The Odd Boy was a story written in serial form on my blog. It was my first foray into a darker world and character. Although a bit on the dark side, the story remains fanciful and manages to stay accessible. Currently, The Odd Boy is awaiting completion as a sequel is in the works.
I was encouraged to continue the story after receiving a piece of unsolicited fan art inspired by an installment of the story. The piece is included at the bottom.
A great many decades ago, there was a small child sitting on a wooden chair. The child was staring with great interest and anticipation out the window at the world as it casually went about its business. Animals stood lazily around waiting for their humans. The humans were making purchases inside shops and business transactions on sidewalks. The child continued his vigilant watch.
Passersby did not take much notice of the unmoving boy. However, occasionally, a squirrel, bird, or small insect would venture close and stare back in his direction. As he paid them no mind, they felt they could examine him for a longer than average period of time, but eventually something or someone else would make a noise, and they would leave their viewing point on the opposite side of the glass from the boy and scurry off.
The boy scanned the street, rarely allowing himself to blink. He was waiting for the right feeling, the right person, the right instant to make his move.
Soon, a young lady stopped at a bench under a lamppost. That was it. That was what he was waiting for. He blinked twice and the girl’s head tilted to the side, her arms relaxed, and she seemed to fall asleep.
A small grin appeared at the corner of the boy’s mouth. The right ones always picked him. They always sat on his bench. It made it much easier, he didn’t have to go in search. Slowly, he arose from his seat and shuffled outdoors. His appearance was unassuming, no one ever paid him much mind. Taking a seat next to the girl, he breathed deeply and stretched out his hand toward hers.
His hand crept toward the young woman’s and he hesitated for a moment. Then, with a final flinch, his fingers encircled hers. A small arc of electricity appeared where their skin touched. Sighing, he looked around at the world again. The two of them were invisible now. They could sit like this for a while and nobody would pay them mind. It was not that they had truly vanished, but, rather, that there was something about the boy that caused people to look all around him without allowing their gazes to rest on him.
The girl’s hand changed in the gentle cradle where it rested. It became cold and textured like she had just emerged from a long soak in the water. The boy gazed at her for a minute, noticing how remarkably different she looked from when he first joined her. Then, she had been vibrant, full of youth and possibility, but now she looked tired and haggard. Her eyes were deeper set and little purple shadows rested below them. Under her wide brimmed hat, her hair had gone from a brilliant chestnut, to the dingy, hoary color of the aged. Letting go of her hand before she withered away all together, he picked a daisy that had been growing behind the bench and laid it on her lap. He knew she would wake up the minute he returned indoors, and he knew she would be dazed. As she went on with her day, she would see her reflection in a store window or a puddle from the previous day’s rain and go mad with lack of understanding. That was what always happened.
Returning to his stool, he felt refreshed. Soon he would need to move on from this place, soon the owners of this house would return and he must be gone by the time they did. For today, however, he relished in the energy and life flowing through his body like an electric current. He picked up a book from his bag and opened it; inside the front cover, and inscription was written in elegant script.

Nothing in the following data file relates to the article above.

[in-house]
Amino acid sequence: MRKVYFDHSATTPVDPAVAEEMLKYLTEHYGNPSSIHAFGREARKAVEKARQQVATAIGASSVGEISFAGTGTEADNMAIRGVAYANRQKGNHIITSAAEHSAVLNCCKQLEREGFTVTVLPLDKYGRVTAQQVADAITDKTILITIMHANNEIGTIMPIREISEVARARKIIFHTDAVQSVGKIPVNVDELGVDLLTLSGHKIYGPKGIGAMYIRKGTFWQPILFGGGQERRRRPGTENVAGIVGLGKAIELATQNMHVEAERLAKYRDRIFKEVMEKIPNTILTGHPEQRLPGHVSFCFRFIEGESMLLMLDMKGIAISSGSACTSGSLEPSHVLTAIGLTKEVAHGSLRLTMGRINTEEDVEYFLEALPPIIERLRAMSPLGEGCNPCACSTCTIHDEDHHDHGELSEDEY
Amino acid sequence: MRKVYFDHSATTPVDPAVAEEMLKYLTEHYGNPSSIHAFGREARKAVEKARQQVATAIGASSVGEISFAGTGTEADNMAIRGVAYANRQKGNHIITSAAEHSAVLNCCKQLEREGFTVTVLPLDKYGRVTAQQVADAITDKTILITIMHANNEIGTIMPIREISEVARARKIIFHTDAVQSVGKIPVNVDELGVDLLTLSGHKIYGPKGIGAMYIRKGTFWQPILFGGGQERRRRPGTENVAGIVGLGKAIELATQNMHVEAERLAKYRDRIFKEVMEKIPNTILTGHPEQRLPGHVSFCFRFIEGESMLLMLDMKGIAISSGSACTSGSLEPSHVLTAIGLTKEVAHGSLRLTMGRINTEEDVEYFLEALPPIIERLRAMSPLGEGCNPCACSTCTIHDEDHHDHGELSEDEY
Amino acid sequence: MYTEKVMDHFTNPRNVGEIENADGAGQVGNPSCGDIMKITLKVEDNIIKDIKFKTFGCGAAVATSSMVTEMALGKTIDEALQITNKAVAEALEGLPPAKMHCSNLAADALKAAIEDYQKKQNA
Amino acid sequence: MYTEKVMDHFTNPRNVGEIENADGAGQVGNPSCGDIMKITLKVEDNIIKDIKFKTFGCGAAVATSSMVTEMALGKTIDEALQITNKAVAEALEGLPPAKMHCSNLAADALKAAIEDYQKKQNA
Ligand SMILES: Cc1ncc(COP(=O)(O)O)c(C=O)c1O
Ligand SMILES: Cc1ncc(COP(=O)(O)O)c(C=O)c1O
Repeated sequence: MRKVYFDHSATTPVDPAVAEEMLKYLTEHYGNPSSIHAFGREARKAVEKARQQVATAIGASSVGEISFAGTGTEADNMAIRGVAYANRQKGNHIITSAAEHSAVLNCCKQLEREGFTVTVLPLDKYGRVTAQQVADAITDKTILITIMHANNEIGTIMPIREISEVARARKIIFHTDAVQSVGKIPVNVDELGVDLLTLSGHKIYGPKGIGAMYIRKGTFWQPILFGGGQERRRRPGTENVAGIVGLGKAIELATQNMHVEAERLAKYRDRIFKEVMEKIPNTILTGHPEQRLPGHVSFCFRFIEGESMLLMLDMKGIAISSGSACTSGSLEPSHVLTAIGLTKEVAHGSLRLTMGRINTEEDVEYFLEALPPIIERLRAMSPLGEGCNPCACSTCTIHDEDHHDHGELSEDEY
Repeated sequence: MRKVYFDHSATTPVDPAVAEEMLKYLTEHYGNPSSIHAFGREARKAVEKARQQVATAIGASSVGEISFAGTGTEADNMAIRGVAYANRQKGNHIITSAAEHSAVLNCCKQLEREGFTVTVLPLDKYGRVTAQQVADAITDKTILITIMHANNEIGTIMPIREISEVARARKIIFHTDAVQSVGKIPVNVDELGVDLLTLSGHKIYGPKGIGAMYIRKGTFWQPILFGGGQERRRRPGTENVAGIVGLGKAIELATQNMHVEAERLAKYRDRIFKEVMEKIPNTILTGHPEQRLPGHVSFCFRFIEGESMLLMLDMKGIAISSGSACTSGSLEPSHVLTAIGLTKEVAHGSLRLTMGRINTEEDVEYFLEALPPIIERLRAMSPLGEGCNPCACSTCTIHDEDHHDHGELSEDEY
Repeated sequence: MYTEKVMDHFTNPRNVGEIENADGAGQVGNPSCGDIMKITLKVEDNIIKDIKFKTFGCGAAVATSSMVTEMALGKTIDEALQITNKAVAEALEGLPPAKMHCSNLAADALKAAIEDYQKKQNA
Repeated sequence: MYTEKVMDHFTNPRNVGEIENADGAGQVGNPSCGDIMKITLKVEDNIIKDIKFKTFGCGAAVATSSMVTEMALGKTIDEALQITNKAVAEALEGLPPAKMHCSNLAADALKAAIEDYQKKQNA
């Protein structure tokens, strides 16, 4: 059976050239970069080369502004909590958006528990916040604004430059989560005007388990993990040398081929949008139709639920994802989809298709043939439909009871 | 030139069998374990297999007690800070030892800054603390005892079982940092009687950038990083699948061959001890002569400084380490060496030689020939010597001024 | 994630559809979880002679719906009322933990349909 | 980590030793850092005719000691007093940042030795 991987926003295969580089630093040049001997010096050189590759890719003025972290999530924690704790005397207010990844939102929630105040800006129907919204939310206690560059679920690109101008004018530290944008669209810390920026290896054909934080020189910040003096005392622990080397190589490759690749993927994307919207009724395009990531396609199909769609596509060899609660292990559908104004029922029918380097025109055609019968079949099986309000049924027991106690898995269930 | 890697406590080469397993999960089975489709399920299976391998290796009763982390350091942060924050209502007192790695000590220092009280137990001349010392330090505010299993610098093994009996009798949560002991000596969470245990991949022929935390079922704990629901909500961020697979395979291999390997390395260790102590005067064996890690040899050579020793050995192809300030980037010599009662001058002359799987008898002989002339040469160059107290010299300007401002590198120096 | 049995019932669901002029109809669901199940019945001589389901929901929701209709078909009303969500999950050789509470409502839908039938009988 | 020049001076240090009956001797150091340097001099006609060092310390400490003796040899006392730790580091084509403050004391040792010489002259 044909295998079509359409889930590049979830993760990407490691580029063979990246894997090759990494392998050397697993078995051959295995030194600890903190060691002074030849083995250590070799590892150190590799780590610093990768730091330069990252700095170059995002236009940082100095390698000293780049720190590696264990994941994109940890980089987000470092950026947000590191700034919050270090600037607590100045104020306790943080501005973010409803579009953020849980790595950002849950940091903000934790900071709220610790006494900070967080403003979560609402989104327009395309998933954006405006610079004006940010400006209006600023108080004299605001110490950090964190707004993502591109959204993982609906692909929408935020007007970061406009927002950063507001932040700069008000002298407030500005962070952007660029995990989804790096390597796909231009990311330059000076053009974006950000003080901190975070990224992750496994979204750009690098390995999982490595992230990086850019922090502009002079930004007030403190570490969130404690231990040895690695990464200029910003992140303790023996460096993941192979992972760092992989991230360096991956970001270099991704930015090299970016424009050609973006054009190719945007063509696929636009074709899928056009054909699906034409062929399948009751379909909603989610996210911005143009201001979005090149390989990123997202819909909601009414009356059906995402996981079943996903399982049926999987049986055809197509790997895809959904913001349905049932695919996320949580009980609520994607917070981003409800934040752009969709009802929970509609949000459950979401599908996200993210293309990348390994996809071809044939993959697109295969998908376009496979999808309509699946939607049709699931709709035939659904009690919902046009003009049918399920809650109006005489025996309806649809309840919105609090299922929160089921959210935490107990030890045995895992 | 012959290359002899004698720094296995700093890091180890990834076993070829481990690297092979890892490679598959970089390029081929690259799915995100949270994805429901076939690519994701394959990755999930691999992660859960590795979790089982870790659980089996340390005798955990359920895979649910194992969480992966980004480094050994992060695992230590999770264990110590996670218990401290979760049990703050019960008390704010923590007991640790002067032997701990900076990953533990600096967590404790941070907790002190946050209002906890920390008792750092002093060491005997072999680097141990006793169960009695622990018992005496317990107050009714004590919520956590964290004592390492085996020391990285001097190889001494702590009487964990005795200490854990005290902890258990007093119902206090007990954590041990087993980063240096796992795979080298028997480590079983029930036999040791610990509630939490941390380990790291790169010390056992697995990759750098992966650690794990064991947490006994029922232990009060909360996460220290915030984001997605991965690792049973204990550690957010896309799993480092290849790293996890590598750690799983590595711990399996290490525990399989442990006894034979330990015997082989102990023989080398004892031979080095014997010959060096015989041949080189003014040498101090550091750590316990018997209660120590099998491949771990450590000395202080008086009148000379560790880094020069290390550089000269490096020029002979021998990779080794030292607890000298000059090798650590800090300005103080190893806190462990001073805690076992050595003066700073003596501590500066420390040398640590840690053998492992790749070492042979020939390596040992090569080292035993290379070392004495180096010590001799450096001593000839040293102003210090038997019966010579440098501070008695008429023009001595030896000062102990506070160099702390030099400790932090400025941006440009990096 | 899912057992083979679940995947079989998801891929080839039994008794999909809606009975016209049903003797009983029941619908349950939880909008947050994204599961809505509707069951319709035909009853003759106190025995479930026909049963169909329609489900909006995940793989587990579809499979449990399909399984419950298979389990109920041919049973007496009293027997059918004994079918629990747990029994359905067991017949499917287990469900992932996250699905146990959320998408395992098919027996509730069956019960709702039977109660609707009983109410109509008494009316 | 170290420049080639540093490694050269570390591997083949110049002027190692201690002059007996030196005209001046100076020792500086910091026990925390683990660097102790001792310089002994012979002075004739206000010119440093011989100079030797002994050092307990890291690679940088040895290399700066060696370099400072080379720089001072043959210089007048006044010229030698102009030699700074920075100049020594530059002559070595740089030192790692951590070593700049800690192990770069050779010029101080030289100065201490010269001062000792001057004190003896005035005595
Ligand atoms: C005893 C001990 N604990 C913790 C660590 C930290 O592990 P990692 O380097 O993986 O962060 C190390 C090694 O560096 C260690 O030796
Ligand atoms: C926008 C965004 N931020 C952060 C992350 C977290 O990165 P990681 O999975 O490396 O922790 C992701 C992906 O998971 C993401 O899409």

“To my Leopold,
You will eternally be in my heart, my dearest friend.
I will miss you dreadfully,
He smiled. Emmeline had been his favorite. In another town, she had shown up on his bench. Her head did not lull to the side, and she did not relax like usual, for some reason, he did not want her to that day. Sitting next to her, he had told her his name was Leopold, and they had spent hours talking there. Although he was beginning to tire, he did not try to hold her hand, not that day. She came back for months and he became slowly weaker until he could barely stand. The second to last time he saw her, he told her he was going far away. Begging to join him, she confessed that she was terribly sad where she was. The boy told her no and that he would be leaving that night. The next day, he sadly watched as she walked to their bench and sat down. Gazing at her, he waited until her body relaxed and she slumped slightly to one side. He struggled outside and fell to the ground at her feet. Pulling himself up to his knees and resting his arms on the bench, the boy reached out his hand. He said her name in one long jagged sigh and watched her waste away. The book had been sitting open on her lap, he’d taken it to remember her by
After Emmeline, he had carried the book with him everywhere. He kept notes about his travels, and a tally of the people that he had all but consumed. There was a single, lonely picture in the pages. He had gone to Emmeline’s house and found one of her in a small frame and snatched it. Whenever he opened the book, he first saw her beautiful handwriting, then he saw her beautiful face. It made him smile.
Once he had read about guilt. He had been bored and roaming through a library. The pieces of knowledge all gathered together in one place had been fascinating. A long time ago, he had overheard someone drone on about the need to confess sin and be relieved of the guilt weighing down the soul, the boy had been curious. So, that day in the library, he examined the concept. It made no sense. He was who he was. Everything he did, he did because it was a part of him, and there was no need to feel such trifling emotions about something essential to his being. Guilt seemed like a useless emotion. He scoffed at it and put it from his mind.
There was nothing but a feeling of satisfaction after his meetings with his friends. He gathered them and collected them. They became part of him and he was grateful. He missed Emmeline’s youthful smile, but he never felt regret for what he had done. She would be with him always, trapped like he was, and so would the next and the next.